Few studies have investigated the effects of waiting room communication strategies on healthcare behavior. We aimed to determine the effect of a waiting room communication strategy, designed to raise awareness of potential harms of unnecessary imaging, on lumbar imaging rates in the Emergency Department (ED).
We conducted a controlled experimental study with BABA or ‘replicated time series’ design. Design included a 6-week run-in time. Following this there were alternating one-week intervention and control periods. The intervention group received a communication strategy describing the potential harms of unnecessary imaging for low back pain, shown on the same 55” screen as the standard messaging. The communication strategy was designed by a creative innovation agency and included five digital posters and a patient leaflet. The control group received standard messaging for the waiting room at the time, shown on a 55” LCD screen, and the patient leaflet. The primary outcome was the number and proportion of people presenting to ED with low back pain who received at least one lumbar imaging test, measured using routinely collected ED data. Secondary patient-reported outcomes (patient satisfaction, awarenesss of campaign messages) were collected from a sample of people presenting for any condition who responded to a text message-based survey.
For the imaging outcome, 337 people presenting to ED with low back pain were included over a 4-month period (intervention n= 99; control n= 238). All had available data on lumbar imaging. Use of lumbar imaging was 25% in those exposed to the communication strategy (95% CI= 18% to 35%) compared with 29% in those exposed to the standard waiting room messaging (95% CI= 23% to 35%) (OR= 0.83; 95% CI= 0.49 to 1.41). For the patient-reported outcomes, 349 patients presenting to ED for any condition responded to the survey (intervention n=170; control n=179; response rate =33%). There was uncertain evidence that the intervention increased awareness of the communication strategy leaflet (OR= 2.00, 95% CI= 0.90 to 4.47). Other measures did not suggest between-group differences in patient satisfaction or awareness of the campaign messages.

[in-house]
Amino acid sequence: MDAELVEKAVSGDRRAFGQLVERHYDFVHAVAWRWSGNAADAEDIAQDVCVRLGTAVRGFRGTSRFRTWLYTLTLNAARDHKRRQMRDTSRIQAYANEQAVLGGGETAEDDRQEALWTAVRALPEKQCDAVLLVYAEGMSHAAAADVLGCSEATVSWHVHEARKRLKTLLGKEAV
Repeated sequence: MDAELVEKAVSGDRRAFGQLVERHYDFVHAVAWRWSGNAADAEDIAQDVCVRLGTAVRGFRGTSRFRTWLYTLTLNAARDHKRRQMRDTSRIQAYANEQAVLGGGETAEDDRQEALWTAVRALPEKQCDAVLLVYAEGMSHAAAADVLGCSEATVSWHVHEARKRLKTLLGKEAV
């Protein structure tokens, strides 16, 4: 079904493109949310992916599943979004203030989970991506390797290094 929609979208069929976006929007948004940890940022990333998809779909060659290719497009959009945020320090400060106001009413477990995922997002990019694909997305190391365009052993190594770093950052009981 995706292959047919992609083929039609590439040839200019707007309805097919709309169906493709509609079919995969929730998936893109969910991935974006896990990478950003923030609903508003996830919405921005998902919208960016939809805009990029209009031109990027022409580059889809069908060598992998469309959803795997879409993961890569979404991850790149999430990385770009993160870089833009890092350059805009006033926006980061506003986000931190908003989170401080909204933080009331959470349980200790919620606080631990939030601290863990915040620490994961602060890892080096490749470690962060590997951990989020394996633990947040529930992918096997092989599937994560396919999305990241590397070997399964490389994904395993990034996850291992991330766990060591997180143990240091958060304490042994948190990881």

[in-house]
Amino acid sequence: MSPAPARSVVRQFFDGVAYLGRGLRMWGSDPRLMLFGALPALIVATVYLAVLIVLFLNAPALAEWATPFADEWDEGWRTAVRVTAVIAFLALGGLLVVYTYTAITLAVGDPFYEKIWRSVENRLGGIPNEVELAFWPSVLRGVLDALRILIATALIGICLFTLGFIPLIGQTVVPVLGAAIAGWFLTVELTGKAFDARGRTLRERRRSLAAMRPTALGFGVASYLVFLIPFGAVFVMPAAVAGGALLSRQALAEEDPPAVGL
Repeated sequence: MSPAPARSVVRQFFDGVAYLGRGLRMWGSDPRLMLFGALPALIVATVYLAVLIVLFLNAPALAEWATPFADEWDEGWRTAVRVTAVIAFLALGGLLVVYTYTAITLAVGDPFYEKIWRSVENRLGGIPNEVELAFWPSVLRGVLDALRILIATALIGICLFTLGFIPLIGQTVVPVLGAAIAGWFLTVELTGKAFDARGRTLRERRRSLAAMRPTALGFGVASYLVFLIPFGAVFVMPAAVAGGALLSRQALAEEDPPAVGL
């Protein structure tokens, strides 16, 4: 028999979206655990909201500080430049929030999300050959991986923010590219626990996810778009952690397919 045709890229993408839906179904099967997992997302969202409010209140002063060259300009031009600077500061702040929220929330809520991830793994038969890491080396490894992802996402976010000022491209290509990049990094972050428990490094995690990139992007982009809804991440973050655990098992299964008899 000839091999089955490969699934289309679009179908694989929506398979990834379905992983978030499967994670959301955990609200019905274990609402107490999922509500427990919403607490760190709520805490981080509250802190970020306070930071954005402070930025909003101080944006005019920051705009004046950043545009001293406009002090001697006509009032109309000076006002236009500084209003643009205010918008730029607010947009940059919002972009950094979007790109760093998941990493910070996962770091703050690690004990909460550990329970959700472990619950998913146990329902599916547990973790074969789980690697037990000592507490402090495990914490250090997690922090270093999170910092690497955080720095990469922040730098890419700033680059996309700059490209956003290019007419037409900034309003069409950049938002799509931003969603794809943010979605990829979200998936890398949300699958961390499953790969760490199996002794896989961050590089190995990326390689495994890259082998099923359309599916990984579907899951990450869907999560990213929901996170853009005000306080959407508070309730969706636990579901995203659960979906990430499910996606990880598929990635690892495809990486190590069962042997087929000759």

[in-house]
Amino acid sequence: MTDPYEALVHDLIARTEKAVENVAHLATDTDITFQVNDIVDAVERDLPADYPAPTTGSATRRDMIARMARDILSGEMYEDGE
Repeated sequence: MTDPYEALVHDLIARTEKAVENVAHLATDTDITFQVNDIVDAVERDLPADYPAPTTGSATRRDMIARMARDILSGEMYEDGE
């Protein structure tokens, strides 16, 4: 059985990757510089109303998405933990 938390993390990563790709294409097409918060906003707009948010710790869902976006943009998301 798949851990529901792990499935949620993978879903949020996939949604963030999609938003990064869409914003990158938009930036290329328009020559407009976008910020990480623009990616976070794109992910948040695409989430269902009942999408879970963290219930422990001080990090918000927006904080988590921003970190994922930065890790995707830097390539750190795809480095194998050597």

A communication strategy displayed in the emergency department waiting room may slightly reduce the proportion of patients with low back pain who receive lumbar imaging; though there is uncertainty due to imprecision. The campaign did not appear to increase awareness of campaign messages or affect patient satisfaction in a sample of patients presenting to the ED for any reason. Larger studies should investigate whether simple, low-cost waiting room communication strategies can raise awareness of unnecessary healthcare and influence healthcare quality.
: ACTRN12620000300976, 05/03/2020